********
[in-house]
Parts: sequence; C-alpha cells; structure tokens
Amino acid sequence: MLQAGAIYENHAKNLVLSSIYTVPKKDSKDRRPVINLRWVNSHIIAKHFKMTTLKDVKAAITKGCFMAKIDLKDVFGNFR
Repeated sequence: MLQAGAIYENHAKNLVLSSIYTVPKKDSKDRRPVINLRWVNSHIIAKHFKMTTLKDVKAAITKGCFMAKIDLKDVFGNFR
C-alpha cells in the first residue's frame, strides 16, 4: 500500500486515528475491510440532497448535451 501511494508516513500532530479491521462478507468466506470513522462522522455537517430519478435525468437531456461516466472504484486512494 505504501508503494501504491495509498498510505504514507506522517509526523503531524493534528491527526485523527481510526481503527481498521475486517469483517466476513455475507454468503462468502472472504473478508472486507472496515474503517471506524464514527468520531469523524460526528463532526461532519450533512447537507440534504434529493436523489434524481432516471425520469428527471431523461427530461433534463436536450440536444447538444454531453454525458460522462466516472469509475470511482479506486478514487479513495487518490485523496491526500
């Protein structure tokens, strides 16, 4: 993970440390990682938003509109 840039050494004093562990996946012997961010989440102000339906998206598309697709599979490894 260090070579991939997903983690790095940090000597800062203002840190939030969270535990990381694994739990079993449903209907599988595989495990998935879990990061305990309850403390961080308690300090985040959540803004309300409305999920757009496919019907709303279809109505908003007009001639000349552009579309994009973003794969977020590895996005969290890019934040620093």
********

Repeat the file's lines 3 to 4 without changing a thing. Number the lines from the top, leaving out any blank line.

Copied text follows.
Amino acid sequence: MLQAGAIYENHAKNLVLSSIYTVPKKDSKDRRPVINLRWVNSHIIAKHFKMTTLKDVKAAITKGCFMAKIDLKDVFGNFR
Repeated sequence: MLQAGAIYENHAKNLVLSSIYTVPKKDSKDRRPVINLRWVNSHIIAKHFKMTTLKDVKAAITKGCFMAKIDLKDVFGNFR